Secretary Problem

“Imagine there are eight roses in your garden; you inspect them one-by-one randomly. Take the first three roses you encounter as sample and go on. Once you encounter a rose more beautiful than any of the first three roses, you pick it up and stop. How likely is it that the one you picked up is the most beautiful one?”

At the first sight of the problem, I thought that I could solve it using the methods learned from the second chapter of Concrete Mathematics, and I did managed to. In this post, I will generalize the problem above into the case of $N$ roses and $K$ worth of sample size, then show you how to derive the probability in a closed form, using combination and summation strategies.

Let’s say that these roses have “beauty index” from $1$ through $N$, respectively, without duplication, and that $a_n$ is such index of the $n$-th rose you encounter. In this setup, ‘$N$’ is the most beautiful rose; if we will successfully pick up the most beautiful rose, the roses must follow

$$\overbrace{a_1\;a_2\;\ldots\;a_K}^{\text{$K$ terms}}\;\overbrace{a_{K+1}\;\ldots\;a_j}^{\text{$(j-K)$ terms}}\;N\;\overbrace{a_{j+2}\;\ldots\;a_N}^{\text{$(N-j-1)$ terms}},\quad\text{for $K\leq j\lt N$,}$$

where you pick up the $(j+1)$-th rose you inspect, which is also the most beautiful rose. In order for this to happen, all terms from $a_{K+1}$ through $a_j$ must be less than $k=\max(a_1,a_2,\ldots,a_K)$; there are $k$ such terms, but $K$ of them are already in $a_1\,a_2\,\ldots\,a_K$. So, at most $(k-K)$ terms are available to settle between ‘$a_K$’ and ‘$N$’, hence $j$ is at most $k$.

That means, if $k=\max(a_1,a_2,\ldots,a_K)$, the probability that you pick up the right rose is $\sum_{j=K}^k\frac{(N-j-1)!(k-K)^{\underline{j-K}}}{(N-K)!}$. (Note that $n^{\underline k}$ can denote the number of permutations of $k$ elements out of $n$ elements.)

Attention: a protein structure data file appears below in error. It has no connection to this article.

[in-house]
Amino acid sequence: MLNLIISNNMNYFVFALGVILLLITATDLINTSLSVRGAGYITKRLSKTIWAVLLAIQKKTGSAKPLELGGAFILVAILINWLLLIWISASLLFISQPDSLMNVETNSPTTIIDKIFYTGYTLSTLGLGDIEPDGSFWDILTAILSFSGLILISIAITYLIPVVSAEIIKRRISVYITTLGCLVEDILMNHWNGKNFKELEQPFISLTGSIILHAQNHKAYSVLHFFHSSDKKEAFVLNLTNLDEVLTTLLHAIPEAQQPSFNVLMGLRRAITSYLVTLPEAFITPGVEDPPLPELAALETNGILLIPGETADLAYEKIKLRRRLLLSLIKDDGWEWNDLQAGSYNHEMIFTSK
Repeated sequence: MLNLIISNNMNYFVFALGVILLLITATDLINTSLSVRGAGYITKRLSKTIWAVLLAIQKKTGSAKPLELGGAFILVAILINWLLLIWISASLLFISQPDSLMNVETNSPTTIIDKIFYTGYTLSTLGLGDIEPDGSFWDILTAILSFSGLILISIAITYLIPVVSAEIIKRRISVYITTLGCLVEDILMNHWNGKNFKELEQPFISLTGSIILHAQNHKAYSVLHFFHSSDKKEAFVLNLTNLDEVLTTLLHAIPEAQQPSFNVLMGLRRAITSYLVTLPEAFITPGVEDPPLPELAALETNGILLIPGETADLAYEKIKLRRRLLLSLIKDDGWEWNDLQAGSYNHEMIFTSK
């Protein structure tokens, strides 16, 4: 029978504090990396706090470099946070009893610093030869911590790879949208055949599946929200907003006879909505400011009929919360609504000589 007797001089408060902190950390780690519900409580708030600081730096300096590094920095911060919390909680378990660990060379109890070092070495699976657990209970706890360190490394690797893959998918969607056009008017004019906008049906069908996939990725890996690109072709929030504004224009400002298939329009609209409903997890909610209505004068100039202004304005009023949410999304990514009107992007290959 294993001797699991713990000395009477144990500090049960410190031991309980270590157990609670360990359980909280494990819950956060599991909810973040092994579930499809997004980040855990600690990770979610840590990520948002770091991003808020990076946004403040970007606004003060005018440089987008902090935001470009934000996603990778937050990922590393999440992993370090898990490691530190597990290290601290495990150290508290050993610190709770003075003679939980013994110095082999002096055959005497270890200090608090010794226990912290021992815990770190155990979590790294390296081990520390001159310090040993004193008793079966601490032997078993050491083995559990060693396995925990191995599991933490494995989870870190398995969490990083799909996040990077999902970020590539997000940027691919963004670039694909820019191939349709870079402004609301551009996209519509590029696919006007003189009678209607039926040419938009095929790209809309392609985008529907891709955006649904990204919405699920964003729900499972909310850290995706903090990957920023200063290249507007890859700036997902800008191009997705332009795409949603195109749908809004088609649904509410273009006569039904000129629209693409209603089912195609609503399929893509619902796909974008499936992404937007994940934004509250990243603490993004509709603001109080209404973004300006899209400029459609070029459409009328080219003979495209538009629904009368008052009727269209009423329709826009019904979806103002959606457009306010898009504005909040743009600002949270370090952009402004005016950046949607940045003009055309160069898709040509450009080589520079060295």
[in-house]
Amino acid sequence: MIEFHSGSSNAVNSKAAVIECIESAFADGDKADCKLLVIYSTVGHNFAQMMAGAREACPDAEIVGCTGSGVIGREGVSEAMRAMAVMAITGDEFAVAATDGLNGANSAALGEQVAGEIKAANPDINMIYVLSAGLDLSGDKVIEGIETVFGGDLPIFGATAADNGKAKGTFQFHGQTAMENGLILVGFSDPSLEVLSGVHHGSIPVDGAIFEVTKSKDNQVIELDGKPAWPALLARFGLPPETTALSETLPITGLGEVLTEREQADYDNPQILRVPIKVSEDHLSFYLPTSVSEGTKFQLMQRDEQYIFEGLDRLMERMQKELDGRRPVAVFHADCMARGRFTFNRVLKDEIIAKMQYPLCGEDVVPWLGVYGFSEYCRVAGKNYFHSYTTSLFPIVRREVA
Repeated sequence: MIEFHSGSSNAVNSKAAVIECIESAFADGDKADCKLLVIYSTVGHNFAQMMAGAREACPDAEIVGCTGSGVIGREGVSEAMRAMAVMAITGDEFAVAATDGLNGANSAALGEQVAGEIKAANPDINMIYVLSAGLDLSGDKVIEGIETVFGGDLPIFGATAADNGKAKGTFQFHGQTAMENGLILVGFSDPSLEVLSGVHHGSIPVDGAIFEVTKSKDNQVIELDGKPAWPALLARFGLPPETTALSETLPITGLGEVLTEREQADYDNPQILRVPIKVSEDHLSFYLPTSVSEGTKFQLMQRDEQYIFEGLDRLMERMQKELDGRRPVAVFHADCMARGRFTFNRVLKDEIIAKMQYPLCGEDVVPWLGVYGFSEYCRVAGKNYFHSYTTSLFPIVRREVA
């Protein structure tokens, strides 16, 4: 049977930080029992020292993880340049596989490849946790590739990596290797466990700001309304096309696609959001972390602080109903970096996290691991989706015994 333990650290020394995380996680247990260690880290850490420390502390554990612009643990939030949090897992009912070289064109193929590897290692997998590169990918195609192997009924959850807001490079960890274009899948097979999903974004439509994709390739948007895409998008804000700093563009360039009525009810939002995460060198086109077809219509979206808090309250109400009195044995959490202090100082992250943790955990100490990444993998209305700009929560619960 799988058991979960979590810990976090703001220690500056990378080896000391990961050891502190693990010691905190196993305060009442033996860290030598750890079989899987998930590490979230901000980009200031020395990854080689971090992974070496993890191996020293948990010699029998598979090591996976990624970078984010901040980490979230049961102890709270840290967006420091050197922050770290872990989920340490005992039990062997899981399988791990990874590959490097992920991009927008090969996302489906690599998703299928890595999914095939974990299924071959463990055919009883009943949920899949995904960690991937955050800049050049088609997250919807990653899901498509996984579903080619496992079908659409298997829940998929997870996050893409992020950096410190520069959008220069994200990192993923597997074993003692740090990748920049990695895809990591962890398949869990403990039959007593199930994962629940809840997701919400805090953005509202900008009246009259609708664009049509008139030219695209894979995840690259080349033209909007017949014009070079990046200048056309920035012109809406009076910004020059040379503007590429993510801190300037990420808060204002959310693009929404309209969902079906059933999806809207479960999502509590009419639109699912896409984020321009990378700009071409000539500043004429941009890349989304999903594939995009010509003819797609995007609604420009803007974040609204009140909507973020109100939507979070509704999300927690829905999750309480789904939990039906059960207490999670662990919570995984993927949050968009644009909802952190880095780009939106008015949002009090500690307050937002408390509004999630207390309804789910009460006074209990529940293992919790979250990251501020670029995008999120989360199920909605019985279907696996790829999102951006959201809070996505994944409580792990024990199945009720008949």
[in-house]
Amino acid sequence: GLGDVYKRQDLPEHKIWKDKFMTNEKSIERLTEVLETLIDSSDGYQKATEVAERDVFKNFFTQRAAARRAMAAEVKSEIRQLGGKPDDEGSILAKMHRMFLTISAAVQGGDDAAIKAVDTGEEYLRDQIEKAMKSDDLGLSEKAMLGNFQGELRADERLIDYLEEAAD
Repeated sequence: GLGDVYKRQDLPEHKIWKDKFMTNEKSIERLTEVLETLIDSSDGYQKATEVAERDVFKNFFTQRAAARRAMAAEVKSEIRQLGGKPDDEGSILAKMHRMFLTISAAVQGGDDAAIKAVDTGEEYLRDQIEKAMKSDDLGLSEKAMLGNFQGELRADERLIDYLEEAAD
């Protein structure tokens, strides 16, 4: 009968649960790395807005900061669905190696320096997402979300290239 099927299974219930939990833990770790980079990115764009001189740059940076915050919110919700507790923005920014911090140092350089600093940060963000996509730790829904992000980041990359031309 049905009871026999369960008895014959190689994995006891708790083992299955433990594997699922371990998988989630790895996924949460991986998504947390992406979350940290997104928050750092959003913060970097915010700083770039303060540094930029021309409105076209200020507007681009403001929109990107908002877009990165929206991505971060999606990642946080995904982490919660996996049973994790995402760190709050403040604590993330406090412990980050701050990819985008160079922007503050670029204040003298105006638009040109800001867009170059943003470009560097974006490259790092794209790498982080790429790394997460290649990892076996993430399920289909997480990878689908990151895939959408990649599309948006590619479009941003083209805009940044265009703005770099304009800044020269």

(This refers to the notation of falling factorial powers, defined by the rule $n^{\underline k}=n(n-1)\cdots(n-k+1)$. More of its properties are described in Concrete Mathematics Chapter 2, partially available in my notes.)

Alright, we will readily be able to evaluate the probability if we know how often $\max(a_1,a_2,\ldots,a_K)$ equals to a specific $k$; let the probability be $Q(k)$. What we do is randomly choosing $K$ roses out of $N$ roses, and the largest of them is $k$. In other words, one of the choices must be the rose $k$, and the rest $(K-1)$ choices are made within $(k-1)$ roses that are less beautiful than the rose $k$. It’s now easy to see that

$$\begin{aligned}Q(k)&=\frac{\binom{k-1}{K-1}}{\binom NK}\\&=\frac K{N^{\underline K}}(k-1)^{\underline{K-1}},\quad\text{for $k\geq K$.}\end{aligned}$$

To sum up all what was said above, let $P_{N,K}$ be the ultimate probability we’ve been pursuing. We have

$$\begin{aligned}P_{N,K}&=\sum_{k=K}^{N-1}Q(k)\sum_{j=K}^k\frac{(N-j-1)!(k-K)^{\underline{j-K}}}{(N-K)!}\\&=\sum_{k=K}^{N-1}\frac K{N^{\underline K}}(k-1)^{\underline{K-1}}\sum_{j=K}^k\frac{(N-j-1)!(k-K)^{\underline{j-K}}}{(N-K)!}\\&=\frac K{N^{\underline K}(N-K)!}\sum_{k=K}^{N-1}\sum_{j=K}^k(N-j-1)!(k-1)^{\underline{K-1}}(k-K)^{\underline{j-K}}\\&=\frac K{N!}\sum_{k=K}^{N-1}\sum_{j=K}^k(N-j-1)!(k-1)^{\underline{K-1}}(k-K)^{\underline{j-K}}\\&=\frac K{N!}\sum_{k=K}^{N-1}\sum_{j=K}^k(N-j-1)!(k-1)^{\underline{j-1}}\\&=\frac K{N!}\sum_{K\leq k\lt N}\sum_{K\leq j\leq k}(N-j-1)!(k-1)^{\underline{j-1}}\\&=\frac K{N!}\sum_{K\leq j\lt N}\sum_{j\leq k\lt N}(N-j-1)!(k-1)^{\underline{j-1}}\\&=\frac K{N!}\sum_{K\leq j\lt N}(N-j-1)!\sum_{j\leq k\lt N}(k-1)^{\underline{j-1}}\\&=\frac K{N!}\sum_{K\leq j\lt N}(N-j-1)!\frac{(N-1)^{\underline j}-(j-1)^{\underline j}}j\\&=\frac K{N!}\sum_{K\leq j\lt N}\frac{(N-j-1)!(N-1)^{\underline j}}j\\&=\frac K{N!}\sum_{K\leq j\lt N}\frac{(N-1)!}j\\&=\frac{K(N-1)!}{N!}(H_{N-1}-H_{K-1})\\&=\frac KN(H_{N-1}-H_{K-1}),\end{aligned}$$

where $H_k$ is the $k$-th harmonic number, $H_k=1+\frac12+\cdots+\frac1k$.

Here are some critical observations about the steps above:

From line 6 to line 7, I interchanged the order of summation, such that $(N-j-1)!$ could be factored out.

From line 8 to line 9, I used the rule

$$\sum_{a\leq n\lt b}x^{\underline m}=\frac{b^{\underline{m+1}}-a^{\underline{m+1}}}{m+1},\quad\text{for $m\neq-1$.}$$

In line 9, $(j-1)^{\underline j}=0$, by the definition of falling factorial powers.

Back to our initial problem, we have $N=8$ and $K=3$; thus



So far, I have derived means of evaluating the probability given $N$ and $K$. Further derivations such as methods of optimizing the probability are still under investigation.